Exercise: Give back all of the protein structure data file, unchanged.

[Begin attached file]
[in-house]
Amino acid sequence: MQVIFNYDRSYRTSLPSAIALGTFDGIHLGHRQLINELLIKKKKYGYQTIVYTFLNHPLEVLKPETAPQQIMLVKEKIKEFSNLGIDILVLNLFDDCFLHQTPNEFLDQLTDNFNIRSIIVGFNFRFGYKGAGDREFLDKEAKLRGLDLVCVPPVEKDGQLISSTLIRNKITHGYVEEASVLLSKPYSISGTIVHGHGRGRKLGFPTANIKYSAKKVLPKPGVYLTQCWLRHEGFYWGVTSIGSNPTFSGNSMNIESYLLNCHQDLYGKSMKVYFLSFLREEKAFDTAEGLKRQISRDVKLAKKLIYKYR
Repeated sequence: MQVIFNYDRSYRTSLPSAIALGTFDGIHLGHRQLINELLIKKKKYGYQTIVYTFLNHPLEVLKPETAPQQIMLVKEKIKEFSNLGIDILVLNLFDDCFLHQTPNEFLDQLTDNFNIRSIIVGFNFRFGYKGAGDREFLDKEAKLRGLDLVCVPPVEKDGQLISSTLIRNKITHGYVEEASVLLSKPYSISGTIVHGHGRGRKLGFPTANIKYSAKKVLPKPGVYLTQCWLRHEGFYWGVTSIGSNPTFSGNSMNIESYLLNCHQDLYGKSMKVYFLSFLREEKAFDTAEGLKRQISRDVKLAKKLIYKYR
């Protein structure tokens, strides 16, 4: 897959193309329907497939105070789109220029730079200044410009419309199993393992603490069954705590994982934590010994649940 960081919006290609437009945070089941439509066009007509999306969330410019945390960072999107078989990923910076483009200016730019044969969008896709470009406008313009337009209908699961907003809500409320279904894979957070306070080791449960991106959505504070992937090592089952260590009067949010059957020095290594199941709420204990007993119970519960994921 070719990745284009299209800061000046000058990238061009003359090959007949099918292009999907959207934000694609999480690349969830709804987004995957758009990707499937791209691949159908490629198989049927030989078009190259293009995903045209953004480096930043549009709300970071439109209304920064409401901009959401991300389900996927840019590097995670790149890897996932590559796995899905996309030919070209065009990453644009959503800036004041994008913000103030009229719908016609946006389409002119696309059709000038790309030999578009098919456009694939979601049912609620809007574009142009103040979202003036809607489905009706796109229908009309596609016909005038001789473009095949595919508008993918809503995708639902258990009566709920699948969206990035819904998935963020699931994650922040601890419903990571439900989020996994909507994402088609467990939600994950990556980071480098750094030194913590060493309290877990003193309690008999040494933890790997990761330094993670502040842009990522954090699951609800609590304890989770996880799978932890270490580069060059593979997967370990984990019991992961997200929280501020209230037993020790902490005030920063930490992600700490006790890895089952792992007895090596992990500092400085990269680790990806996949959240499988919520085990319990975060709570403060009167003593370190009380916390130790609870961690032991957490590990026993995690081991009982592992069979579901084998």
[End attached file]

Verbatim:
[in-house]
Amino acid sequence: MQVIFNYDRSYRTSLPSAIALGTFDGIHLGHRQLINELLIKKKKYGYQTIVYTFLNHPLEVLKPETAPQQIMLVKEKIKEFSNLGIDILVLNLFDDCFLHQTPNEFLDQLTDNFNIRSIIVGFNFRFGYKGAGDREFLDKEAKLRGLDLVCVPPVEKDGQLISSTLIRNKITHGYVEEASVLLSKPYSISGTIVHGHGRGRKLGFPTANIKYSAKKVLPKPGVYLTQCWLRHEGFYWGVTSIGSNPTFSGNSMNIESYLLNCHQDLYGKSMKVYFLSFLREEKAFDTAEGLKRQISRDVKLAKKLIYKYR
Repeated sequence: MQVIFNYDRSYRTSLPSAIALGTFDGIHLGHRQLINELLIKKKKYGYQTIVYTFLNHPLEVLKPETAPQQIMLVKEKIKEFSNLGIDILVLNLFDDCFLHQTPNEFLDQLTDNFNIRSIIVGFNFRFGYKGAGDREFLDKEAKLRGLDLVCVPPVEKDGQLISSTLIRNKITHGYVEEASVLLSKPYSISGTIVHGHGRGRKLGFPTANIKYSAKKVLPKPGVYLTQCWLRHEGFYWGVTSIGSNPTFSGNSMNIESYLLNCHQDLYGKSMKVYFLSFLREEKAFDTAEGLKRQISRDVKLAKKLIYKYR
């Protein structure tokens, strides 16, 4: 897959193309329907497939105070789109220029730079200044410009419309199993393992603490069954705590994982934590010994649940 960081919006290609437009945070089941439509066009007509999306969330410019945390960072999107078989990923910076483009200016730019044969969008896709470009406008313009337009209908699961907003809500409320279904894979957070306070080791449960991106959505504070992937090592089952260590009067949010059957020095290594199941709420204990007993119970519960994921 070719990745284009299209800061000046000058990238061009003359090959007949099918292009999907959207934000694609999480690349969830709804987004995957758009990707499937791209691949159908490629198989049927030989078009190259293009995903045209953004480096930043549009709300970071439109209304920064409401901009959401991300389900996927840019590097995670790149890897996932590559796995899905996309030919070209065009990453644009959503800036004041994008913000103030009229719908016609946006389409002119696309059709000038790309030999578009098919456009694939979601049912609620809007574009142009103040979202003036809607489905009706796109229908009309596609016909005038001789473009095949595919508008993918809503995708639902258990009566709920699948969206990035819904998935963020699931994650922040601890419903990571439900989020996994909507994402088609467990939600994950990556980071480098750094030194913590060493309290877990003193309690008999040494933890790997990761330094993670502040842009990522954090699951609800609590304890989770996880799978932890270490580069060059593979997967370990984990019991992961997200929280501020209230037993020790902490005030920063930490992600700490006790890895089952792992007895090596992990500092400085990269680790990806996949959240499988919520085990319990975060709570403060009167003593370190009380916390130790609870961690032991957490590990026993995690081991009982592992069979579901084998």